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The Politics of Fire By James Reed
The climate change fanatics have been up and at it, not only about the terrible bushfires, but the on-going 100-year floods along the east coast, which they call extreme weather events, even though all of this has happened before. And, as this great article referenced below indicates, as usual incompetence and obfuscation have more to do with the bushfires that any grand climate change:
“I reject the ‘blame it on climate change” position because it has two killer flaws: firstly, it ignores fuels, which are the main contributor to uncontrollable fires during a drought; secondly, it provides no practical solutions to the immediate problem. Both of these factors render the climate change argument utterly unsustainable, indeed ridiculous. It is very obvious who the people are who should be held accountable for the current mess. At the top of the list are the premiers and ministers responsible for land management, such as it is, and bushfire policy, and the public servants in their departments with jurisdiction over forests and national parks. State governments in Queensland, New South Wales and Victoria have palpably failed to do the most important job they were elected to do: protect the lives and livelihoods of their citizens and the health of their environment. And their public servants have failed to do the job they are being paid to do: serve the public. Under the Australian Constitution land management, and therefore bushfire management, is the responsibility of the states. It is state governments which decide how crown land will be managed, and how the protection of communities and their assets from bushfire damage will be organised.
Local government authorities are also high on the list of those accountable — and here again state governments bear responsibility, as they should never have allowed them to get away with the nonsenses we have seen coming out of town halls over recent years with respect to vegetation clearing and building approvals. Some premier or minister should have cracked down hard on this foolishness, and cracked down hard. Of all the things that perplex me about the current mess the most significant is this: the blatant ignoring by premiers, ministers and agency bureaucrats of the warnings of bushfire scientists that a disaster was imminent and, on top of that, their failure to study bushfire history. Our climate, even the ‘pre-climate-change climate’, our vegetation and the abundant sources of ignition mean that we are inherently a bushfire-prone country. And even on top of all that, our governments and bureaucrats have been provided, over and over and over again, with evidence that killer bushfires will occur in Australia unless pre-emptive action is taken. Not just here, but in California, Canada, Greece and Portugal — anywhere in the world with hot dry summers, periodic droughts and flammable vegetation.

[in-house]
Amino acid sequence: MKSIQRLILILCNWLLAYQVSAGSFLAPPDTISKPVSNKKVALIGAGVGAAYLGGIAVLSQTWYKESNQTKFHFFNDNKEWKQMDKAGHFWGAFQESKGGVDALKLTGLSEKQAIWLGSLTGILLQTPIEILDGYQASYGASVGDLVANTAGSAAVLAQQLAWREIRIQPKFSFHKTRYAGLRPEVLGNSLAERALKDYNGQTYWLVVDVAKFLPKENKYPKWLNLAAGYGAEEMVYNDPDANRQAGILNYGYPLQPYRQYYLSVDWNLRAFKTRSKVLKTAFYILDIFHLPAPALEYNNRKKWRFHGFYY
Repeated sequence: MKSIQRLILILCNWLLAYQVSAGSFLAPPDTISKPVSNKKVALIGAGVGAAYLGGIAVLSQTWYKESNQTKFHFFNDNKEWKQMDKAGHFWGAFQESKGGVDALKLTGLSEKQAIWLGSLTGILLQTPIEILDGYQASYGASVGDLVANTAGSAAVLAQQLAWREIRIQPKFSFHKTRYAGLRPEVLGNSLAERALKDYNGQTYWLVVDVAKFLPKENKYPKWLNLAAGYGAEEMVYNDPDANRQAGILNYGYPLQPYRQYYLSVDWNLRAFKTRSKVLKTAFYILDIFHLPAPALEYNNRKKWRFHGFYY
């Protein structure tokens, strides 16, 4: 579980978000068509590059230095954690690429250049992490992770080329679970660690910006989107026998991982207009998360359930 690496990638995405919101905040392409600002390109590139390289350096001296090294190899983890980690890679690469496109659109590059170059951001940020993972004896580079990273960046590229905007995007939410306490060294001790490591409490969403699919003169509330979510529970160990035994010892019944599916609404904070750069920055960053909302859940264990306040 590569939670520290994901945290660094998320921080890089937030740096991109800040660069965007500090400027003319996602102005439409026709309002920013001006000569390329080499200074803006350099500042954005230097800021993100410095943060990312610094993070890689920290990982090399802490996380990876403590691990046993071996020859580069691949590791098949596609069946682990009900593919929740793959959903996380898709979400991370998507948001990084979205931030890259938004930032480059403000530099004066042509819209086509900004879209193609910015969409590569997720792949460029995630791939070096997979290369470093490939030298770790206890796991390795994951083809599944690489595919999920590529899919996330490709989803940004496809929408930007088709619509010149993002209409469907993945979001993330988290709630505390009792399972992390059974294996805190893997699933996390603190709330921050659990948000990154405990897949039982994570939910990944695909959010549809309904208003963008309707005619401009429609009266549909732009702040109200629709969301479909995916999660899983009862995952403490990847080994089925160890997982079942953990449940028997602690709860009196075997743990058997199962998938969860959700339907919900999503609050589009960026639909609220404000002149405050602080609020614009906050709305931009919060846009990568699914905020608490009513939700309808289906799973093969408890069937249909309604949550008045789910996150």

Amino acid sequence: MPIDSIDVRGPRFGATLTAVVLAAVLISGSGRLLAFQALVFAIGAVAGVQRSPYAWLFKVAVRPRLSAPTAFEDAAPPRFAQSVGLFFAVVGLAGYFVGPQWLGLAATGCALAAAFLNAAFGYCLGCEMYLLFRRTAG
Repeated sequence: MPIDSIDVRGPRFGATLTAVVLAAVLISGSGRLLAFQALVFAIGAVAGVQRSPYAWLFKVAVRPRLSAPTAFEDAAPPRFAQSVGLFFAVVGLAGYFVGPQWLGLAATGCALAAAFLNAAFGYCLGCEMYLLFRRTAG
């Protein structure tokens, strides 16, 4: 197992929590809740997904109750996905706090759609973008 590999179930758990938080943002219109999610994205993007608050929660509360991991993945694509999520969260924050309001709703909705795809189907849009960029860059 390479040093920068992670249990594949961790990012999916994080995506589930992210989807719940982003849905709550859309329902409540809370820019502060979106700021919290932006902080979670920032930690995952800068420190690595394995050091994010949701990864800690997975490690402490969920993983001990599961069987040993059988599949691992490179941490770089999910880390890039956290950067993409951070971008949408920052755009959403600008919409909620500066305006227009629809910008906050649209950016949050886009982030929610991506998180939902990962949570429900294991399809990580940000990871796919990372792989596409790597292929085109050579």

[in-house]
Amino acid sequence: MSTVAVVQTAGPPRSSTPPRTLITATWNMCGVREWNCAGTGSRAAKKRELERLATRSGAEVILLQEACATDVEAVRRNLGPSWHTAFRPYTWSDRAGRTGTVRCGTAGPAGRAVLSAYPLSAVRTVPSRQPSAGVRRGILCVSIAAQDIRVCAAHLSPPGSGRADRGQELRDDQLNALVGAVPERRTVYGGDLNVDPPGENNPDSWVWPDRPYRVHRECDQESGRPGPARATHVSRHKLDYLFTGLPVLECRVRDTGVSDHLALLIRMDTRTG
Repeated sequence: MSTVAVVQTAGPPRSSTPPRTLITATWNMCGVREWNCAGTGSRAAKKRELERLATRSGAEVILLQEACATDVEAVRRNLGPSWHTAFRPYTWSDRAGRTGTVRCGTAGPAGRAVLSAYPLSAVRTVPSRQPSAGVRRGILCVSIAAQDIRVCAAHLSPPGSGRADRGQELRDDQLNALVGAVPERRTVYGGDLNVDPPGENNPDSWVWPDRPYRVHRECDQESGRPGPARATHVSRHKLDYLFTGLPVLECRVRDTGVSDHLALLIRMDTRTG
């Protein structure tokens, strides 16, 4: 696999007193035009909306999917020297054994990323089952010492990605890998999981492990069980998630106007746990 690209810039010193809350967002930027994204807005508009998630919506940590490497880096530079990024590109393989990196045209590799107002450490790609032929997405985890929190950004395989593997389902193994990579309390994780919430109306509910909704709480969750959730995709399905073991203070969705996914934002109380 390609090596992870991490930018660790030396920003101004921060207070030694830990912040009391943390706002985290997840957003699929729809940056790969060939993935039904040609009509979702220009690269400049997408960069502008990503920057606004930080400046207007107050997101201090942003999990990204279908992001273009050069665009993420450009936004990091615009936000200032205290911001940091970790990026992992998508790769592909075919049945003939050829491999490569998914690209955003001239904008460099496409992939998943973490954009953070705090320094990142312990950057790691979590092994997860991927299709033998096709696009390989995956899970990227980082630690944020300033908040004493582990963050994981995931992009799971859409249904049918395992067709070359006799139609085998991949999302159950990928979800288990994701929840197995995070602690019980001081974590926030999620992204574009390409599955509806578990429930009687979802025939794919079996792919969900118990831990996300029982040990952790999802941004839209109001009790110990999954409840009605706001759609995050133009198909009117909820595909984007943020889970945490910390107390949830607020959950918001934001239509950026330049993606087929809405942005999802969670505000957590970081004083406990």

Yet despite the science, the evidence presented by bushmen, the dramatic history of this contininent’s relationship with fire, and the findings of numerous inquiries, successive governments in Qld, NSW and Victoria over the last 25 years have consistently failed to prepare potential firegrounds in the expectation of the inevitable. Not only this, they seem to have actually go out of their way to make things worse: the cut-backs to fuel reduction burning, the closure of access roads and trails in national parks, the decimation of professional forestry and fire management expertise, the turning of the blind eye to the creation of residential subdivisions in capable of being defended, the funding of “research” in the universities that is aimed at making the job of the firefighter more difficult, and the erection of a complex bureaucratic edifices that hinder sensible bushfire preparedness and make fuel-reduction burning almost impossible.
One of the consequences of the deliberate destruction of the forestry profession and forestry district structures and crews has been that governments now have to fall back on volunteers to fight forest fires. My heart goes out to the vollies who are being sent into our state forests and national parks to tackle high intensity forest fires burning amid heavy fuel loads. They are being asked to do the impossible. On top of all this, those of us who have spent a lifetime dealing with bushfires have watched with dismay the way the state agencies, one after the other, have been seduced into thinking that more and bigger water-bombing aircraft is the answer to the bushfire maiden’s prayer. The almost laughable futility of the water and retardant bombers in NSW over recent weeks has only been surpassed by one other shocking statistic: the astronomical cost of this wastefulness.’
As usual, our politicians, federal, state and at the local government level, have continued the grand tradition of letting us down. What else is new?